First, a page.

Jim Starr | July 27, 2021

Making Employee Volunteers Matter: Part II

This past February, I presented a case study of a company’s relationship with a nonprofit around employee volunteer engagement.  A quick recap:

  • A well-meaning company wanted to do a group volunteer activity with a nonprofit they financially supported
  • The nonprofit didn’t have a readily structured and meaningful group volunteer project for the company…but they did something anyways
  • While the company got its volunteer activity, the experience was less than inspirational for the employees and didn’t deliver great value for the nonprofit

Sound familiar?  In fact, you’ve probably lived it – from the perspective of the company, the nonprofit or the employee volunteer.  Our Snapshot Research confirms and amplifies this still ongoing struggle to meaningfully engage employees as volunteers.

In the last post, I outlined four concrete strategies to dramatically improve the interaction and results for employee volunteer engagement:

  1. Work with trusted partners. 
  2. Describe success.
  3. Leverage technology. 
  4. Follow up.

Let’s apply these time-tested tactics to our case study and rewrite it: 

S&B, a multi-national pharmaceutical company, is a large supporter of Emergency Relief, a national nonprofit.  Maria, S&B’s Community Relations Director, wanted to organize a volunteer activity to team build and make a difference in the community.  Maria searched on their company’s online employee engagement and workplace giving platform to see what opportunities might be available with Emergency Relief.  Maria didn’t see anything that would accommodate the number of employees who were going to volunteer, but she did see an opportunity that might fit if Emergency Relief was amenable.  Essentially, it involved distributing disaster readiness kits in low-income neighborhoods.

Maria reached out to her contact at Emergency Relief – Kathy, the Development Director – and outlined her need and potential solution.  Kathy got Ryan, the Volunteer Director, and Amy, the Program and Services Director, on the line with Maria.  Maria outlined her needs and suggested doing a readiness kit distribution in two weeks.  Amy loved the idea of a larger group volunteering for a need Emergency Relief had, though Ryan expressed some logistical challenges that would need to be addressed.  In addition, Amy pushed back on doing it in two weeks, as other activities were already scheduled.  She suggested four weeks out which was workable for Maria.  By the end of the call, they had mapped out shared objectives, covered the logistical needs and confirmed the date and location for the activity.

Maria then created a new volunteer opportunity on S&B’s employee engagement platform and promoted it within the company.  Interested employees signed up on the platform, providing Maria and Emergency Relief a roster, including contact information.  In the days leading up to the event, Ryan provided Maria some content on the impact her employees will have by distributing the readiness kits.  Maria posted this on the platform so that it was shared with the employees.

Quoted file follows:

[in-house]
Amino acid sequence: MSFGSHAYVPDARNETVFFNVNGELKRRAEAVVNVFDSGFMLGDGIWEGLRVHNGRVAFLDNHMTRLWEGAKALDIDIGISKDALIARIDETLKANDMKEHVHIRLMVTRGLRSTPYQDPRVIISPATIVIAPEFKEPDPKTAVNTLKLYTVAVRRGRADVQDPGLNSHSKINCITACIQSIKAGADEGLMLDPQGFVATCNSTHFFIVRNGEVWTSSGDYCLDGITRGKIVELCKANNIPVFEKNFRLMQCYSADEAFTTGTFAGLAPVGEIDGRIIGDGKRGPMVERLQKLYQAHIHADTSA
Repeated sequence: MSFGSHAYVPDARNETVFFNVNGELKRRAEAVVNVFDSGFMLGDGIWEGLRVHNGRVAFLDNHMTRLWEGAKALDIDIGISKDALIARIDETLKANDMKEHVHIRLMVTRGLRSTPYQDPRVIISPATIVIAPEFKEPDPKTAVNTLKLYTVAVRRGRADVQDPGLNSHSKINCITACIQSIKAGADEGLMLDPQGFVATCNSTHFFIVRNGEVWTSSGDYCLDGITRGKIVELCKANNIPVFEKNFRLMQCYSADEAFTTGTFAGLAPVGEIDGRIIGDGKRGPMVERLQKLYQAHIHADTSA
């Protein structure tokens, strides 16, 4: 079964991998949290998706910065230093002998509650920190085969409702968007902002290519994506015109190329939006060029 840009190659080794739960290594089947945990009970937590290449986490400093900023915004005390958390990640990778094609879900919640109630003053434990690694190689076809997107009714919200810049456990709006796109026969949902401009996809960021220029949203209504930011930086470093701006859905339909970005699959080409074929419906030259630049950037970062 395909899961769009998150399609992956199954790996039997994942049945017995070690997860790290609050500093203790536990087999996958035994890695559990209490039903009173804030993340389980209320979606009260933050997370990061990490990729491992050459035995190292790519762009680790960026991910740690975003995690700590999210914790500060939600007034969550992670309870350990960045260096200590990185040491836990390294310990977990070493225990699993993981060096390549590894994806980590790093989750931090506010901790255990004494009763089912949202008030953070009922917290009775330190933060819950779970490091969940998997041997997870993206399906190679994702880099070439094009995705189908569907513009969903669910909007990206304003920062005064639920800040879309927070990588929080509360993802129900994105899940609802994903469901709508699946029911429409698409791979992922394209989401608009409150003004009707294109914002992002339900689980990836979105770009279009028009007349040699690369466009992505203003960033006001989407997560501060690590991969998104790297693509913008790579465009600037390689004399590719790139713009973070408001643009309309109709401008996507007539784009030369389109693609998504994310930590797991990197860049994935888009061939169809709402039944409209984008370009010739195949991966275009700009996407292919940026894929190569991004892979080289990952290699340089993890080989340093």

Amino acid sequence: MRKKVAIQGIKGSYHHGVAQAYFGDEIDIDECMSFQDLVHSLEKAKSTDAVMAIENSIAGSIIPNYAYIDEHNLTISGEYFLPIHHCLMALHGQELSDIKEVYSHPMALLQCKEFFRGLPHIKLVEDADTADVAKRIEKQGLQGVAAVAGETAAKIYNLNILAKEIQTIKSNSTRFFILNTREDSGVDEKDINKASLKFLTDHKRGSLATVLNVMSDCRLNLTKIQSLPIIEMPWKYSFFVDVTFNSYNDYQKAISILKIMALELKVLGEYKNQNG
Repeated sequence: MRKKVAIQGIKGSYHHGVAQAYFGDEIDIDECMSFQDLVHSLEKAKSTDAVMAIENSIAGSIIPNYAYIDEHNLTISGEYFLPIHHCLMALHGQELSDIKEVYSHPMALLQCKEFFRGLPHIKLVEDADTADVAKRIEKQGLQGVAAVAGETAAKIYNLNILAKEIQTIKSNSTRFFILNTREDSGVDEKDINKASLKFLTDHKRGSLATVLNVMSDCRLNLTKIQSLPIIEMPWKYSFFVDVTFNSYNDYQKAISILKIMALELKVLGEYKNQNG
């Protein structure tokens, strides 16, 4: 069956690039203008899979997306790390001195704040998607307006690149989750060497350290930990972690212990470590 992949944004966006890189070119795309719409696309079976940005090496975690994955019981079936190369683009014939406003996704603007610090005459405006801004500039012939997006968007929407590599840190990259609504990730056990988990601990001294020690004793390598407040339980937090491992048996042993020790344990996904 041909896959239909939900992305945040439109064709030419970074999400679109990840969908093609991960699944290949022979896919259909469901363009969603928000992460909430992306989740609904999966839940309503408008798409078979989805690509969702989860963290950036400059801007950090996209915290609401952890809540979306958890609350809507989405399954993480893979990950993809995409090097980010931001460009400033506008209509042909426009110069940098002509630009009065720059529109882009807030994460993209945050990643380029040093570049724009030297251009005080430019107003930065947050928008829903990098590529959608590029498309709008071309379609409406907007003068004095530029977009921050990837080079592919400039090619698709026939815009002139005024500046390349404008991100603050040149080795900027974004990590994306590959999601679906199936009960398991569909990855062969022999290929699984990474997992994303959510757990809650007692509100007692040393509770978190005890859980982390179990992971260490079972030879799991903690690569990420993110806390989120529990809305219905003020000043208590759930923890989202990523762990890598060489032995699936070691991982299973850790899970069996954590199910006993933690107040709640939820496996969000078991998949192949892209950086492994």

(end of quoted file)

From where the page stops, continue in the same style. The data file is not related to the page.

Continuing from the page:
The volunteer activity was a great success with the volunteers feeling a sense of satisfaction and impact, the nonprofit having an important need met and the company having its objectives met.  Emergency Relief sent personal thank-you notes to the employee volunteers inviting them to continue to be a part of the Emergency Relief family.  Three of the twenty volunteers made a financial contribution as a result and five more signed up for other volunteer opportunities with them.

So what was different? 

Well, the end result – and most importantly, those impacted by Emergency Relief were better served.  Examples of the four tactics include:

  1. Work with trusted partners.
    • Maria felt comfortable reaching out directly to Kathy.  And Amy and Ryan felt comfortable pushing back on the timeframe and expressing some logistical concerns about Maria’s idea.
  2. Describe success.
    • Maria articulated her objectives.  Amy confirmed the value of the proposed idea.
  3. Leverage technology.
    • S&B uses an employee engagement and workplace giving platform to post volunteer opportunities.  Emergency Relief provided S&B with some relevant content.
  4. Follow up.
    • Emergency Relief stewarded their volunteers and thanked them.  As a result, they secured continued support.

In closing, the solutions are not complicated nor difficult.  But the challenge lies in the execution – just because something is simple doesn’t mean it’s simply done.  Successful volunteer programs and partnerships between a company and nonprofit are the result of diligent and purposeful interaction – a relationship built upon trust and transparency. In order for a volunteer effort to have impact, it must be organized and executed in a way that accomplishes “success” as defined by your company and the nonprofit from the onset. If you can do that, then you will form truly strategic relationships that bring value to everyone involved.

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